The Pale White have launched ‘Downer‘, their new rousing, thunderous indie-rock track – and you can listen to it now on the Shoot Music – New Releases Playlist.
Produced by John Martindale and the band at Blank Studios, ‘Downer’ will feature on ‘The Pale White EP’ out on September 29 which includes previous singles ‘Reaction’, ‘Turn It Around’ and ‘Let You Down’.
Having supported Twin Atlantic on their UK Tour, The Libertines, High Tyde and The Sherlocks, the band have played at numerous festivals this summer including Glastonbury (BBC Introducing stage), Kendal Calling, Barn On The Farm, Neighbourhood Festival, plus Reading and Leeds, and are heading out on a 10-date UK tour as main support for The Amazons in October.
The emerging Newcastle trio are the lads to propel rock music back to the summit. When they adopted the name The Pale White last year – which “alludes to the bright light people claim to see before they die” – everything fell into place. A string of demos in the shape of ‘Let You Down’ and ‘Second Place’ followed and support slots with bands like Band of Skulls, Maximo Park and more became a formality, in addition to a string of their own sold-out shows in the city.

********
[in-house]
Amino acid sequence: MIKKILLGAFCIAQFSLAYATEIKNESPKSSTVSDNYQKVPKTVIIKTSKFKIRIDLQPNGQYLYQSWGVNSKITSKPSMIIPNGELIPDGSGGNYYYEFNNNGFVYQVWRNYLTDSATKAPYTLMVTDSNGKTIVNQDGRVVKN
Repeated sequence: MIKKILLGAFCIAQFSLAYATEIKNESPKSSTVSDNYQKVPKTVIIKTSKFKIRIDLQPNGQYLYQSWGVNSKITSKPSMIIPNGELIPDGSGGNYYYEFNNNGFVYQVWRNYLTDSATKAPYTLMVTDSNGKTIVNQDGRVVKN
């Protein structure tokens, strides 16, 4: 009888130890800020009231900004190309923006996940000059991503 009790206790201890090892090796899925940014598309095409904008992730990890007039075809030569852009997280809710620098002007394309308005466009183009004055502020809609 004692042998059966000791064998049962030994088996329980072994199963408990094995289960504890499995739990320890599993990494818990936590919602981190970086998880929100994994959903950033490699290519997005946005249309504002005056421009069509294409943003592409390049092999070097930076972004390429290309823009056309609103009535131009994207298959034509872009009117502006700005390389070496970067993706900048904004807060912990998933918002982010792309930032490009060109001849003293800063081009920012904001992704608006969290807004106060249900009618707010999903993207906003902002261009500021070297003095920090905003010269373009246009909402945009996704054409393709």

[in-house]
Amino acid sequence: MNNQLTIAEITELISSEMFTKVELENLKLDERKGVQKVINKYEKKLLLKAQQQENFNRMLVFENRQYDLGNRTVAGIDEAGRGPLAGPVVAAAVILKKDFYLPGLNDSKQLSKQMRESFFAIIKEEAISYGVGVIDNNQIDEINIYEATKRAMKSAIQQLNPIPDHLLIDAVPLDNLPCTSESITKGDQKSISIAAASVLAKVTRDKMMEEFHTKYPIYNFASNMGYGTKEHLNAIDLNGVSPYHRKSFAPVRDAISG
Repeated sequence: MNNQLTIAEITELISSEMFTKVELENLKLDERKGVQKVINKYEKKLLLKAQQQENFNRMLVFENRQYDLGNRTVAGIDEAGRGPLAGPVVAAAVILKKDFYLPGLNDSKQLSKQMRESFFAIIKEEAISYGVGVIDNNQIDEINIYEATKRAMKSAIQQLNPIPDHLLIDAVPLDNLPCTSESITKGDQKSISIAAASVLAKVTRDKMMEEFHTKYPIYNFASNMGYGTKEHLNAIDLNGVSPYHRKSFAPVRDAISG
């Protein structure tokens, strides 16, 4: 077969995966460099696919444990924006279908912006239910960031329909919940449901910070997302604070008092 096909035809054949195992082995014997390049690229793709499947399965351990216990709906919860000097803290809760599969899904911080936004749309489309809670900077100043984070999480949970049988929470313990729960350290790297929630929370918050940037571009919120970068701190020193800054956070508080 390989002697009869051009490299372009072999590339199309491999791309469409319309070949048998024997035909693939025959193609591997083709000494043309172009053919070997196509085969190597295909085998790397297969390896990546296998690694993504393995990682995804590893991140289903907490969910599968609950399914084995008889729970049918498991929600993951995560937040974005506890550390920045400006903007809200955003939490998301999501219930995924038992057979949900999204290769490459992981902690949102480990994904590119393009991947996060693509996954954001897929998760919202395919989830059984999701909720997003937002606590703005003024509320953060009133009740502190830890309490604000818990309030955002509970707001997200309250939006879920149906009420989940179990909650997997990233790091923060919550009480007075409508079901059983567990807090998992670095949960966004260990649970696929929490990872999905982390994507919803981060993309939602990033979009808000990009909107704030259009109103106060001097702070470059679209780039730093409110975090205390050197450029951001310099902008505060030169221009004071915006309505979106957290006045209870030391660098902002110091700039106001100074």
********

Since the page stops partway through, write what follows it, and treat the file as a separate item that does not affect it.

Having already featured in NME’s 10 new guitar acts to get excited about right now! who proclaimed “Blending Queens of The Stone Age, Black Keys and old-school blues, debut single ‘Reaction’ is a thrilling introduction for a band shaping up to be the next Royal Blood”, the band have also picked up tastemaker support online from The Independent, Wonderland, CLASH amongst many others.
Support at radio includes BBC Radio 1 Introducing, with live versions of ‘That Dress’ and ‘Turn It Around’ recorded live from Glastonbury broadcast on Huw Stephens‘ Radio 1 show, and a Radio X (X-Posure) Evening Playlist for ‘Turn It Around’ and ‘Reaction’ and 6Music.
With more singles lined up for release, the band – Adam Hope (vocals/guitar), Jack Hope (drums) and Tom Booth (bass) – will potentially unveil an album in mid-2018; but with a band brimming with ideas, talent and most importantly, burgeoning attention, the shot to the arm British rock needs right now could come sooner, rather than later.